Some diabetes management nurses or private home care companies will partner with assisted living communities that house several diabetic residents. Instead of a single nurse visiting the facility several times a day for one resident, there may be a dedicated nurse or team on-site. This will allow more seniors to get the help they need on demand.
Another advantage is that when private home care agencies or diabetes management nurses are always on-site in an assisted living facility, new potential residents will have fewer fears regarding their disease management. Seniors who develop diabetes later in life, but after they have already transitioned to assisted living, will also be able to stay in their current community.
Many seniors have a hard to move from a private home into a senior living setting. Those who are faced with the need for skilled nursing care may have a tougher time accepting a move to a nursing home facility. On-site diabetes management nurses allow such seniors to have the peace of mind that they can age in place at their current assisted living home without giving up more of their independence.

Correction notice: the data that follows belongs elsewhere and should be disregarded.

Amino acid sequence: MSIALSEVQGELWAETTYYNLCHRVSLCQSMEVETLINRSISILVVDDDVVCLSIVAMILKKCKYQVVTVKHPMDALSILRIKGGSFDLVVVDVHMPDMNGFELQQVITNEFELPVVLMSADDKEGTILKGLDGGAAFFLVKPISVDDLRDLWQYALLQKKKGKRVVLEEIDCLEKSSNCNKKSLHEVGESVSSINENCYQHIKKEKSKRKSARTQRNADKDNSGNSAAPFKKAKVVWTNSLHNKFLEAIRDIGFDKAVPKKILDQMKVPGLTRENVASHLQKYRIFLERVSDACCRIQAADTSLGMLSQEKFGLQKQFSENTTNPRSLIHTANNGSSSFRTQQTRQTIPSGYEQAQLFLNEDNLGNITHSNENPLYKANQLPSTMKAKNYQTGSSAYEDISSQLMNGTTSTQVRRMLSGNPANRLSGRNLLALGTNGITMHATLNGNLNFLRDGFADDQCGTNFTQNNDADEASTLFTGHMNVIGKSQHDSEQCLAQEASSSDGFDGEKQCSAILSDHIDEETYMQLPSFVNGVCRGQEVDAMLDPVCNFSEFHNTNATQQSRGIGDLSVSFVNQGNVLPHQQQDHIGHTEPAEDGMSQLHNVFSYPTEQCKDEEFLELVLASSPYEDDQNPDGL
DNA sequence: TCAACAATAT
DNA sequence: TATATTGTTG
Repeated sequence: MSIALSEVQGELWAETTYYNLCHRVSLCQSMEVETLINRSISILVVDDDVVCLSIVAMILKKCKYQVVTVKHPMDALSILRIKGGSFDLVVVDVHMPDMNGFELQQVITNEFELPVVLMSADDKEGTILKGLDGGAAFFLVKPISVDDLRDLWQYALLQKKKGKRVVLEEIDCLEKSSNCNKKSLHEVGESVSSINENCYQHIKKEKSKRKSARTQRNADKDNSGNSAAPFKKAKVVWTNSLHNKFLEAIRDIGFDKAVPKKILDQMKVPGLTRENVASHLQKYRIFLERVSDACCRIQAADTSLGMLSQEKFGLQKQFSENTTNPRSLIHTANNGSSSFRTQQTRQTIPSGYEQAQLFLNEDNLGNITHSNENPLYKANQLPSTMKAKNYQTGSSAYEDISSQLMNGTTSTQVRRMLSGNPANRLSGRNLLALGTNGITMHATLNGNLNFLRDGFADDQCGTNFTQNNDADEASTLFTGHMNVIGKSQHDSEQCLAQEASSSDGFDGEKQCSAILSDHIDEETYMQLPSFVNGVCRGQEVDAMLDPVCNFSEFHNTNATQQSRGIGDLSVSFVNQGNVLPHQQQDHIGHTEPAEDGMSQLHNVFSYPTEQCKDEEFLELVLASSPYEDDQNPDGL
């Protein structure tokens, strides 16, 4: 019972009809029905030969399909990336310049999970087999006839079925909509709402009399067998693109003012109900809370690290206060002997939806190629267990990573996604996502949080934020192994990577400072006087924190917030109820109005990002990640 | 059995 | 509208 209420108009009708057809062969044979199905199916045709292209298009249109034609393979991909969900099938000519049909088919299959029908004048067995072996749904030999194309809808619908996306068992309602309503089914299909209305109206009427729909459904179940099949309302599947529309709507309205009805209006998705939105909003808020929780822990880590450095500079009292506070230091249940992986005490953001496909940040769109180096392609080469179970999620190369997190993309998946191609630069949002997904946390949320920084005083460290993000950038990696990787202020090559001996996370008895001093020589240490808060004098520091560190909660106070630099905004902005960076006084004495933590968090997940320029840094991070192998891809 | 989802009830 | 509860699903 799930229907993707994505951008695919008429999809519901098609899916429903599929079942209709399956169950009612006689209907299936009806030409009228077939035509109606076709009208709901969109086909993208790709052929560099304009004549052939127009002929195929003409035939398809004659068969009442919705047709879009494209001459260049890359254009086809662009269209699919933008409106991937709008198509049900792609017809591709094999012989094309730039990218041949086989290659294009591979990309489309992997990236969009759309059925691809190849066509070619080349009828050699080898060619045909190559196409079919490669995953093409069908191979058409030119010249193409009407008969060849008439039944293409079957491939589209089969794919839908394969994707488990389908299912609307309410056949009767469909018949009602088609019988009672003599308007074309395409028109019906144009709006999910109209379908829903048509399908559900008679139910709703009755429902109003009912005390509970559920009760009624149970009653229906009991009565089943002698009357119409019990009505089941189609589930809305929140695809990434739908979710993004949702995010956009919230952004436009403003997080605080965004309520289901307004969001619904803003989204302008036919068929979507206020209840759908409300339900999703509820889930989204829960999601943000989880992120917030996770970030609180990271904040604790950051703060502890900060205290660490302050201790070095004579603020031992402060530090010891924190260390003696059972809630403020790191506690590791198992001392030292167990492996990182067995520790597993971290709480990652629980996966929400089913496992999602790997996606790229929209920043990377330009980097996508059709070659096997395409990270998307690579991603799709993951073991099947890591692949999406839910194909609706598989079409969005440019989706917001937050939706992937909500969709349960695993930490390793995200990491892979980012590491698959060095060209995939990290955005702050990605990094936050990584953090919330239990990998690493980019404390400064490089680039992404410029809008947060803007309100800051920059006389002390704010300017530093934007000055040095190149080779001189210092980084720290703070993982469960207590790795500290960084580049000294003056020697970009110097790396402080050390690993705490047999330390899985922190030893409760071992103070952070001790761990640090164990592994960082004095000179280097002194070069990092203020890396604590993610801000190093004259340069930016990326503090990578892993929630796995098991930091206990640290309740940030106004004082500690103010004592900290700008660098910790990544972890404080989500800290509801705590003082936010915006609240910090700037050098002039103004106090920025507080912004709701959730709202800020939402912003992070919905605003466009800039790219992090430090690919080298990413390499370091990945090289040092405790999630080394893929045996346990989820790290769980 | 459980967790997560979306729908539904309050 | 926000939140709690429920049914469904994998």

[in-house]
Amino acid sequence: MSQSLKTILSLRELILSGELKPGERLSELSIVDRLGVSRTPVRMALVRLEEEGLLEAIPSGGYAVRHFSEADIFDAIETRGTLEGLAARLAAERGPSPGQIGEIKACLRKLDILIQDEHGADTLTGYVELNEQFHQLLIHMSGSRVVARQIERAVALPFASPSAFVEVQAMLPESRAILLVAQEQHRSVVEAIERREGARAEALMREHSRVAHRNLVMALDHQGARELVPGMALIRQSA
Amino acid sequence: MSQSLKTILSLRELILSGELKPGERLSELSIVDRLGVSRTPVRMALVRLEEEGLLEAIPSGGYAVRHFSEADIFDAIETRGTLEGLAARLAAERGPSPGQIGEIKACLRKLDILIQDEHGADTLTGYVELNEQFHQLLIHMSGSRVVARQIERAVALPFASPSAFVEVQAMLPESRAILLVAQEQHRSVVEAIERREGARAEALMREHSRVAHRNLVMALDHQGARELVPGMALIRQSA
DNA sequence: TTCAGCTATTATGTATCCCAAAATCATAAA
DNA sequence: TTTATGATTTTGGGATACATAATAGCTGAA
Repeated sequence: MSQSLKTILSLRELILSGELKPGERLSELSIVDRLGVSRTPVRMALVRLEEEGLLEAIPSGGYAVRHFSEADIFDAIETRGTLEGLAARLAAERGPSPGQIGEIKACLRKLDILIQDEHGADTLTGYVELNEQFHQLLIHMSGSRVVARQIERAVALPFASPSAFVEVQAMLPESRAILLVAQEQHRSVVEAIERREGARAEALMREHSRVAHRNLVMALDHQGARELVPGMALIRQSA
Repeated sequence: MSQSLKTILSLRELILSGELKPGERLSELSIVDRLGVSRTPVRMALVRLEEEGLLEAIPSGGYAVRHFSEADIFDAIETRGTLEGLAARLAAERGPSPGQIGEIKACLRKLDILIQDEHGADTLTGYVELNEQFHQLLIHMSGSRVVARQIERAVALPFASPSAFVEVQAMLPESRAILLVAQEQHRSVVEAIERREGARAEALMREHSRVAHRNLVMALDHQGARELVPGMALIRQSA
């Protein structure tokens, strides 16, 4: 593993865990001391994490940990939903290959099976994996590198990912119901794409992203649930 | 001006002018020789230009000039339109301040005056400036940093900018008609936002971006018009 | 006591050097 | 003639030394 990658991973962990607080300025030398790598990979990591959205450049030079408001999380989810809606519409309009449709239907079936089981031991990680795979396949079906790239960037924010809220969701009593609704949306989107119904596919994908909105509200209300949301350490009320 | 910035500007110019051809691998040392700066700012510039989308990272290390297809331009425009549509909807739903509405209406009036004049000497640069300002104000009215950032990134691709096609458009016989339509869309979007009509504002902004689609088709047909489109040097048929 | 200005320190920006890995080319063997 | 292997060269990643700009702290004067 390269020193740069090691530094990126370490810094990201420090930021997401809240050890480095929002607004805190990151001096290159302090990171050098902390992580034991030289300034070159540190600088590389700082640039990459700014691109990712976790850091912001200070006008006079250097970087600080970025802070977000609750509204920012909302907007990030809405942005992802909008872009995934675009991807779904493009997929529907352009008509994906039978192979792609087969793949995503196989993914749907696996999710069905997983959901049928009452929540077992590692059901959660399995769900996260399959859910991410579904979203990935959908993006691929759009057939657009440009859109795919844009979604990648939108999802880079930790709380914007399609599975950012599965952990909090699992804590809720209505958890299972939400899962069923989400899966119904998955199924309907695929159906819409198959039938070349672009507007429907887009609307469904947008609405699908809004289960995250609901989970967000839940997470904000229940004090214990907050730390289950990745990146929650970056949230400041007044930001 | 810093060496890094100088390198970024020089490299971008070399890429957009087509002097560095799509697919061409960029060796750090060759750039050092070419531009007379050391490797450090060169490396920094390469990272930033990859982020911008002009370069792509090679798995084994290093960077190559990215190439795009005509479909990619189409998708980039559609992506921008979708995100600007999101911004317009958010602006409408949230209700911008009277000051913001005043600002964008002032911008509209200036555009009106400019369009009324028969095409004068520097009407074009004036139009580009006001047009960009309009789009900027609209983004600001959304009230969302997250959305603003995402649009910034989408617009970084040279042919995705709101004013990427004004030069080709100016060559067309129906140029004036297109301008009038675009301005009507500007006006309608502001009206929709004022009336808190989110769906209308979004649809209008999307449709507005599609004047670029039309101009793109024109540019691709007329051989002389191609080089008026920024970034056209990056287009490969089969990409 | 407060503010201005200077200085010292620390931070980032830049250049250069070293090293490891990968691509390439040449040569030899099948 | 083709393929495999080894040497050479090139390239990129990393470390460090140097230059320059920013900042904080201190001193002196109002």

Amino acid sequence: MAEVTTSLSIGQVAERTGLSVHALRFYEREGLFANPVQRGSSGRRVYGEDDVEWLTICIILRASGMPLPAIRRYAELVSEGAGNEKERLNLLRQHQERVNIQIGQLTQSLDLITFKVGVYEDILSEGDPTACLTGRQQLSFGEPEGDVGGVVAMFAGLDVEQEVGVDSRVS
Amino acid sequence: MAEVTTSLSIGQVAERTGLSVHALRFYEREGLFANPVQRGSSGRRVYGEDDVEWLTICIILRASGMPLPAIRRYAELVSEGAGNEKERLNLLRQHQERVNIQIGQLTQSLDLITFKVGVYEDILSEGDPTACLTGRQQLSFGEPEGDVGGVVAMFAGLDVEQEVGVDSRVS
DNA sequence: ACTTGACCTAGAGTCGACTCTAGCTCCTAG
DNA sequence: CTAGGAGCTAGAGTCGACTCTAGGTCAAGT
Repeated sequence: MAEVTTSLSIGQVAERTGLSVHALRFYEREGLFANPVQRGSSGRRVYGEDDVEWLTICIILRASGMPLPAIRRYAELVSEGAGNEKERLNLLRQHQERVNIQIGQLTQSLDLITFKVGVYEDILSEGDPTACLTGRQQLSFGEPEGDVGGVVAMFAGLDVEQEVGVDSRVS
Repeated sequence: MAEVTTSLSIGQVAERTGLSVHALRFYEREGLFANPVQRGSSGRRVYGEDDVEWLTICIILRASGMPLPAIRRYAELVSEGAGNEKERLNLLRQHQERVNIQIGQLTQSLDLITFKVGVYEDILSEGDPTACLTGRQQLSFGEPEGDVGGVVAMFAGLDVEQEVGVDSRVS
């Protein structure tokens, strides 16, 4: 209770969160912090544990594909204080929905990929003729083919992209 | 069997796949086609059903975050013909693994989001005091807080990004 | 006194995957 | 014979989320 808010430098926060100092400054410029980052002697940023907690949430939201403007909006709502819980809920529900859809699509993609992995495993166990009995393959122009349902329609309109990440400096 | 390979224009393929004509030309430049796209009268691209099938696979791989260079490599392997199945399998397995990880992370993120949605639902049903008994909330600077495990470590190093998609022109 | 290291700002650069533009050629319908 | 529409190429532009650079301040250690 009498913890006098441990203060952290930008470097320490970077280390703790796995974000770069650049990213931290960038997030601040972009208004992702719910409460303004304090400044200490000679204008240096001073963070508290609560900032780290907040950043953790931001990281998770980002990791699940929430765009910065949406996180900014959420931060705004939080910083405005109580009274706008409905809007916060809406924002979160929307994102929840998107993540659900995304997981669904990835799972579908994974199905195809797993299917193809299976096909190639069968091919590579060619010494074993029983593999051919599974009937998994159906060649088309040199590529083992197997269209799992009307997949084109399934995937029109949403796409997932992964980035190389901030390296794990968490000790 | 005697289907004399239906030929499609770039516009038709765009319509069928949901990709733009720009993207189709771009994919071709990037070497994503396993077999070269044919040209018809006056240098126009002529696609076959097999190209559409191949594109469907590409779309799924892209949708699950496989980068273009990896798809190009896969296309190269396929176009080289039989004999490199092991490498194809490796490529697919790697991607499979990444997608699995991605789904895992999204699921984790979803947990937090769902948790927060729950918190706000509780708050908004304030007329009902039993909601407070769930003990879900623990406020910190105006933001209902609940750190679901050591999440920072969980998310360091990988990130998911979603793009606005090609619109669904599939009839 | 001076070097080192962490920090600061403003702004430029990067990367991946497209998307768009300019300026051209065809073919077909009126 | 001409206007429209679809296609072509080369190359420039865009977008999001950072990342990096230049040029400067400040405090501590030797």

People who suffer from diabetes face many challenges, but seniors have a unique set of challenges to overcome. Any diabetic patient, even seniors, are able to control their diabetes with the proper tools. These tools are a mix of education regarding diabetes, changes to one’s lifestyle, and of course, medication management. When all of these challenges are faced and controlled, the quality of life of the person suffering from diabetes will greatly improve. Assisted living facilities, paired with diabetic nurses and private home caregivers, work closely with seniors to help manage their condition.
Medication management and administration is a big concern for many seniors. Seniors may find it difficult to keep up with testing their own sugar levels or taking their own insulin shots. Older people who suffer from Alzheimer’s or dementia and who reside in memory care units in assisted living may have trouble remembering to take their medication or even which foods to avoid.